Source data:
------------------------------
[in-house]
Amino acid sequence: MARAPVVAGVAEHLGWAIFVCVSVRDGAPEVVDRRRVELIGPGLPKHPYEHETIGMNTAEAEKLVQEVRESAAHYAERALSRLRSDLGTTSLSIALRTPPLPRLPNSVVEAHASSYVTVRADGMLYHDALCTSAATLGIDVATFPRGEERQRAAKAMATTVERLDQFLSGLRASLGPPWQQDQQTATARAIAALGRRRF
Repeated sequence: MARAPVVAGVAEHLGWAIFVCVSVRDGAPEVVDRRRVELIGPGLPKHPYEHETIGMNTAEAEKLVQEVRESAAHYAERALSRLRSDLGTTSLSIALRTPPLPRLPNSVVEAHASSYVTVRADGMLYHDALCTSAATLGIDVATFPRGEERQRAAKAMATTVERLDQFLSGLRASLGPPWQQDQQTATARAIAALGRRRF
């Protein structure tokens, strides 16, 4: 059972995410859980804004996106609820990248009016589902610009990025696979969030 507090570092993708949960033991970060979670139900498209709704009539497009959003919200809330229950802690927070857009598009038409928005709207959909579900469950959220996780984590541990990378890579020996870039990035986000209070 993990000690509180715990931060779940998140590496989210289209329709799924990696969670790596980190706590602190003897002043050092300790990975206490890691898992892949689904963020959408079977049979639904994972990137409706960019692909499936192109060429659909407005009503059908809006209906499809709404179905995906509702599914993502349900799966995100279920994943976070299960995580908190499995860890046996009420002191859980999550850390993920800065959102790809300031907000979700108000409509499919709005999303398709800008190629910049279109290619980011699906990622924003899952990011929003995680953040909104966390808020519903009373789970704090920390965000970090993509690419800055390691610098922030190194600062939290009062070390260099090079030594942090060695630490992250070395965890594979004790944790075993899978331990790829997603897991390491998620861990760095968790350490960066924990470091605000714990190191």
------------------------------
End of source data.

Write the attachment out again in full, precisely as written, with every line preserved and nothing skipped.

[in-house]
Amino acid sequence: MARAPVVAGVAEHLGWAIFVCVSVRDGAPEVVDRRRVELIGPGLPKHPYEHETIGMNTAEAEKLVQEVRESAAHYAERALSRLRSDLGTTSLSIALRTPPLPRLPNSVVEAHASSYVTVRADGMLYHDALCTSAATLGIDVATFPRGEERQRAAKAMATTVERLDQFLSGLRASLGPPWQQDQQTATARAIAALGRRRF
Repeated sequence: MARAPVVAGVAEHLGWAIFVCVSVRDGAPEVVDRRRVELIGPGLPKHPYEHETIGMNTAEAEKLVQEVRESAAHYAERALSRLRSDLGTTSLSIALRTPPLPRLPNSVVEAHASSYVTVRADGMLYHDALCTSAATLGIDVATFPRGEERQRAAKAMATTVERLDQFLSGLRASLGPPWQQDQQTATARAIAALGRRRF
């Protein structure tokens, strides 16, 4: 059972995410859980804004996106609820990248009016589902610009990025696979969030 507090570092993708949960033991970060979670139900498209709704009539497009959003919200809330229950802690927070857009598009038409928005709207959909579900469950959220996780984590541990990378890579020996870039990035986000209070 993990000690509180715990931060779940998140590496989210289209329709799924990696969670790596980190706590602190003897002043050092300790990975206490890691898992892949689904963020959408079977049979639904994972990137409706960019692909499936192109060429659909407005009503059908809006209906499809709404179905995906509702599914993502349900799966995100279920994943976070299960995580908190499995860890046996009420002191859980999550850390993920800065959102790809300031907000979700108000409509499919709005999303398709800008190629910049279109290619980011699906990622924003899952990011929003995680953040909104966390808020519903009373789970704090920390965000970090993509690419800055390691610098922030190194600062939290009062070390260099090079030594942090060695630490992250070395965890594979004790944790075993899978331990790829997603897991390491998620861990760095968790350490960066924990470091605000714990190191």